Desmognathus kanawha Pyron and Beamer, 2022

Class: Amphibia > Order: Caudata > Family: Plethodontidae > Subfamily: Plethodontinae > Genus: Desmognathus > Species: Desmognathus kanawha

Desmognathus kanawha Pyron and Beamer, 2022, Bionomina, 27: 27. Holotype: AMNH A- 93873, by original designation. Type locality: "Type locality. Hunters Branch, Mountain Lake Biological Station (University of Virginia; V[irgini]A", USA. Zoobank publication registration: 6E2979FB-920E-44D1-AAF9-0E2E2FD68E75 

Desmognathus (Leurognathus) kanawha — Raffaëlli, 2022, Salamanders & Newts of the World: 1009).

English Names

Kanawha Blackbellied Salamander (Pyron and Beamer, 2022, Bionomina, 27: 31).

New River Black-bellied Salamander (Pyron and Beamer, 2022, Bionomina, 27: 31).

Northern Black-bellied Salamander (Raffaëlli, 2022, Salamanders & Newts of the World: 1009).


Kanawha River drainage of Virginia and West Virginia, with populations in the drainages of the Upper Pee Dee of North Carolina and Virginia, the Upper Tennessee of southwestern Virginia and potentially adjacent northeastern Tennessee, the Roanoke of north-central North Carolina and south-central Virginia, and the Lower Chesapeake of west-central Virginia, USA. 

Geographic Occurrence

Natural Resident: United States of America, United States of America - North Carolina, United States of America - Virginia, United States of America - West Virginia

Endemic: United States of America


The former Desmognathus quadramaculatus E lineage of Pyron, O'Connell, Lemmon, Lemmon, and Beamer, 2022, Ecol. Evol., 12 (2: e8574): 1–38; diagnosed in the original publication by molecular markers although color pattern, morphology, and distribution. Raffaëlli, 2022, Salamanders & Newts of the World: 1009, provided an account summarizing systematics, morphology, life history, population status, and distribution (including a polygon map). Camp, Felix, and Wooten, 2022, Amphibia-Reptilia, 43: 133–140, reported on morphological homoplasy among semi-aquatic species (Desmognathus welteri, Desmognathus folkertsi, northern "quadramaculatus" (now Desmgnathus kanawha), and southern "quadramaculatus" (now Desmognathus amphileucus).  

Under the pre-2022 taxonomy, one widespread nominal species, Desmognathus quadramaculatus was known to be a complex of species.  Complicating this was the fact that the names Salamandra quadramaculata Holbrook, 1840, as well as Salamandra nigra Green, 1818, are synonyms of Salamandra fusca Green, 1818 (Pyron and Beamer, 2020, Zootaxa, 4838: 226–228). This left a widespread complex of "Black-bellied Salamanders" largely without names (although excepting Desmognathus folkertsi, previously named). Subsequently Pyron and Beamer, 2022, Bionomina, 27: 1–43, remedied this situation with the naming/recognition of Desmognathus amphileucus (former Desmognathus 'quadramaculatus' A), Desmognathus gvnigeusgwotli (former Desmognathus 'quadramaculatus' F), Desmognathus mavrokoilius (former Desmognathus 'quadramaculatus' C, E, and G), and Desmognathus kanawha (former Desmognathus 'quadramaculatus' D). As a result, the literature of former Desmognathus 'quadramaculatus' is only to be used cautiously for any of the daughter species.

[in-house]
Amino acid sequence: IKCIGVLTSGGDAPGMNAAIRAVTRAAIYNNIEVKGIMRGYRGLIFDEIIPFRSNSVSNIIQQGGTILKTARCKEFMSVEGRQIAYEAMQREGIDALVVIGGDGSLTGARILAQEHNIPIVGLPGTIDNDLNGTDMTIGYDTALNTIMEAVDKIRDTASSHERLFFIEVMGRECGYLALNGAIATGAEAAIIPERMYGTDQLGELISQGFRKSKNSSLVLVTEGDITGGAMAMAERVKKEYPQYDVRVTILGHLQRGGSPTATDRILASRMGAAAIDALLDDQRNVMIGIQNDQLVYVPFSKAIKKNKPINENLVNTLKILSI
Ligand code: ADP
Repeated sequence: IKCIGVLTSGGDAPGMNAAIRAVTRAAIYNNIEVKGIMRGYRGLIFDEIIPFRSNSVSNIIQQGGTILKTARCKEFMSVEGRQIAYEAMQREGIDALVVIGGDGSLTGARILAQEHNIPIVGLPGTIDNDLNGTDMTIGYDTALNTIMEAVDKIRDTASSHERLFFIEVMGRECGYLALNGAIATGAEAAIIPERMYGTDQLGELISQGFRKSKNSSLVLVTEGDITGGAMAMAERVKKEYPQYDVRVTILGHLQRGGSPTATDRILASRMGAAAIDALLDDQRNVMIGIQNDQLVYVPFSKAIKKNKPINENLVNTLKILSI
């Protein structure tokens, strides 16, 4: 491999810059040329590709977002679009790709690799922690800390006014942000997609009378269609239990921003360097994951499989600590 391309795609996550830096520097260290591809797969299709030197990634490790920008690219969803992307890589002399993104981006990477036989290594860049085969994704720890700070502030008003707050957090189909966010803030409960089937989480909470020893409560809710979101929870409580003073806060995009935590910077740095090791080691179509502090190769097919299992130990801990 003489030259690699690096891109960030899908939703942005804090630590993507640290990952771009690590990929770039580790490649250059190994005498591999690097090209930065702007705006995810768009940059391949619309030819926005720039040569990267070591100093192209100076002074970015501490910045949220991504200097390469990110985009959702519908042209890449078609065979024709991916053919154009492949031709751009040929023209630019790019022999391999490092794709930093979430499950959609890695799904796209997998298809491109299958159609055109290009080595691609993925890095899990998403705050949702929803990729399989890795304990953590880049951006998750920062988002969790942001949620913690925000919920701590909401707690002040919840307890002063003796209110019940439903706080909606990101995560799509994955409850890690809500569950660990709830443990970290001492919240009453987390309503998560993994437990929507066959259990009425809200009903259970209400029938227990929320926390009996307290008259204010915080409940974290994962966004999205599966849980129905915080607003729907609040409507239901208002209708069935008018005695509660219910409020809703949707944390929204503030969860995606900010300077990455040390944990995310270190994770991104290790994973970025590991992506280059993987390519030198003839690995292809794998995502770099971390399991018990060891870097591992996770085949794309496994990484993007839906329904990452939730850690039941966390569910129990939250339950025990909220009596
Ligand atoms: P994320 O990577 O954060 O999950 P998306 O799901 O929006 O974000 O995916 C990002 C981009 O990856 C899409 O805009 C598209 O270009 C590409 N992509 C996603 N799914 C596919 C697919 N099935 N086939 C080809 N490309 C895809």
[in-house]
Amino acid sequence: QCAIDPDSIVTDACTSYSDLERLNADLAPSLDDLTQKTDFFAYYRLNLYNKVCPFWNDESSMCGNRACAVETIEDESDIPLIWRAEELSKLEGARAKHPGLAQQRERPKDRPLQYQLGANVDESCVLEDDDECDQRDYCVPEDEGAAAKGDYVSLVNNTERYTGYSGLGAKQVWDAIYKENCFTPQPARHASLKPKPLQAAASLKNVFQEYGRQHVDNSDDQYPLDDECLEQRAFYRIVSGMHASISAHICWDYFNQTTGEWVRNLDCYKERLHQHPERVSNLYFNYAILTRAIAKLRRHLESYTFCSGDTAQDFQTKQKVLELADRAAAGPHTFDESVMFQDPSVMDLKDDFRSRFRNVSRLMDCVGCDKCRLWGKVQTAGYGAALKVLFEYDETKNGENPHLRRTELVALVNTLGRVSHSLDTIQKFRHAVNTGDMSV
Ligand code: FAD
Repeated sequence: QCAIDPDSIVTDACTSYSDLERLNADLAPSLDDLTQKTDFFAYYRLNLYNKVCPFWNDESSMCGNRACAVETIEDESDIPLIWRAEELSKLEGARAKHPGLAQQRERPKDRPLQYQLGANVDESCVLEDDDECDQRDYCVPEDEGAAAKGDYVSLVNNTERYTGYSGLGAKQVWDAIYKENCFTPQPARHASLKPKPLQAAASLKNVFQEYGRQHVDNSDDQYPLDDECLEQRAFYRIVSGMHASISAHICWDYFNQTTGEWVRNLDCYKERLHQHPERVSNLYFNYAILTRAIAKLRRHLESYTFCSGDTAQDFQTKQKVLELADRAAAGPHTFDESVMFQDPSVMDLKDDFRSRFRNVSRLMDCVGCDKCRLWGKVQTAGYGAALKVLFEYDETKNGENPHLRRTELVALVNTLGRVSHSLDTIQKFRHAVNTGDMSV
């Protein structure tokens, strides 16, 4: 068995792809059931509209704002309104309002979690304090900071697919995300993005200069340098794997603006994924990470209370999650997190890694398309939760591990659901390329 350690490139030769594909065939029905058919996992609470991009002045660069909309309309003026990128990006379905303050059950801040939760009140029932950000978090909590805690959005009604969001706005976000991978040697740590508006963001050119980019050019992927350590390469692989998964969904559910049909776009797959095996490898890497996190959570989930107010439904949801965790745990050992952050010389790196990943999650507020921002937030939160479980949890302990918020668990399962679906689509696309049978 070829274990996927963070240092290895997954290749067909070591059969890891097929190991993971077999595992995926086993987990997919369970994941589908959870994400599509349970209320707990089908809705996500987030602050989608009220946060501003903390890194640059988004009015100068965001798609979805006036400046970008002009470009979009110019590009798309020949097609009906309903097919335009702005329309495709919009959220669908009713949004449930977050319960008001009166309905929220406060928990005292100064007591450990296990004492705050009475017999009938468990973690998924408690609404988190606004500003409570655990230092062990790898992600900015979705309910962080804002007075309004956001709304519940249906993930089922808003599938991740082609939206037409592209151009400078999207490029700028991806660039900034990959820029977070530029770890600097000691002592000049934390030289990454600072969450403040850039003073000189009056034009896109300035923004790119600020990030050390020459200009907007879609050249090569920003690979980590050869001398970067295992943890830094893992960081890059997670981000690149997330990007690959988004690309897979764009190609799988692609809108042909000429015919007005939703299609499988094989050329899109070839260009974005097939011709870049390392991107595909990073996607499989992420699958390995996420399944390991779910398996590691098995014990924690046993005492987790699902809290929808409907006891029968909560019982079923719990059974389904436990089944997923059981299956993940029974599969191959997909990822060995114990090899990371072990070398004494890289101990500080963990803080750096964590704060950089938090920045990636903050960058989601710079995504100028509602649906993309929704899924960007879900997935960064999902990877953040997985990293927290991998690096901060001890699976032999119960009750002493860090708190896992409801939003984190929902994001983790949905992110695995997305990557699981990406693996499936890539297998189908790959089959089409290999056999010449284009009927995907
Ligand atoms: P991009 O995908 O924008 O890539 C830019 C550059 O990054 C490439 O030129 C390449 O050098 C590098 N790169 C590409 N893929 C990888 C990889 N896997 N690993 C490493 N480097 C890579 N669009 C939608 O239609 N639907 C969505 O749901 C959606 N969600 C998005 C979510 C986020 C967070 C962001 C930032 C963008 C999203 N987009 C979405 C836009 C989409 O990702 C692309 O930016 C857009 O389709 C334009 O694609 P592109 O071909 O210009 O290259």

The former comment under Desmognathus 'quadramaculatus' follows: See detailed accounts by Valentine, 1974, Cat. Am. Amph. Rept., 153: 1–4, and Petranka, 1998, Salamand. U.S. Canada: 206–213. Rissler and Taylor, 2003, Mol. Phylogenet. Evol., 27: 197–211, presented molecular evidence that suggests that this nominal species is a composite of cryptic species, forming a paraphyletic series with respect to Desmognathus marmoratusBeachy and Bruce, 2003, Amphibia-Reptilia, 24: 13-26, reported on a miniturized populations in the Bald Mountains of North Carolina, USA. Watson, Pauley, and Camp, 2005, in Lannoo (ed.), Amph. Declines: 723–726, provided an account containing a detailed summary of the literature and range. Jones, Voss, Ptacek, Weisrock, and Tonkyn, 2006, Mol. Phylogenet. Evol., 38: 280–287, and Wooten and Rissler, 2011, Acta Herpetol., Firenze, 6: 175–208, suggested that neither Desmognathus marmoratus nor Desmognathus quadramaculatus are monophyletic, instead being species complexes composed of multiple inter-related lineages. See comment under Desmognathus marmoratus for additional relevant literature. Raffaëlli, 2013, Urodeles du Monde, 2nd ed.: 430, provided a brief account, photograph, and range map. Altig and McDiarmid, 2015, Handb. Larval Amph. US and Canada: 106–107, provided an account of larval morphology. Beamer and Lamb, 2020, Zootaxa, 4734: 1–61, in their discussion of Desmognathus mtDNA phylogenetics, confirmed the intercalation of apparent cryptic species under this name with apparent cryptic species of Desmognatus marmoratausPyron, O'Connell, Lemmon, Lemmon, and Beamer, 2020, Mol. Phylogenet. Evol., 146 (106751): 1–13, suggested on molecular grounds that this nominal species is a complex. Pyron, O'Connell, Lemmon, Lemmon, and Beamer, 2022, Ecol. Evol., 12 (2: e8574): 1–38, provided molecular evidence that nominal Desmognathus quadramaculatus is composed of 4–7 lineages of which one, other than Desmognathus quadramaculatus, already has a name available. 

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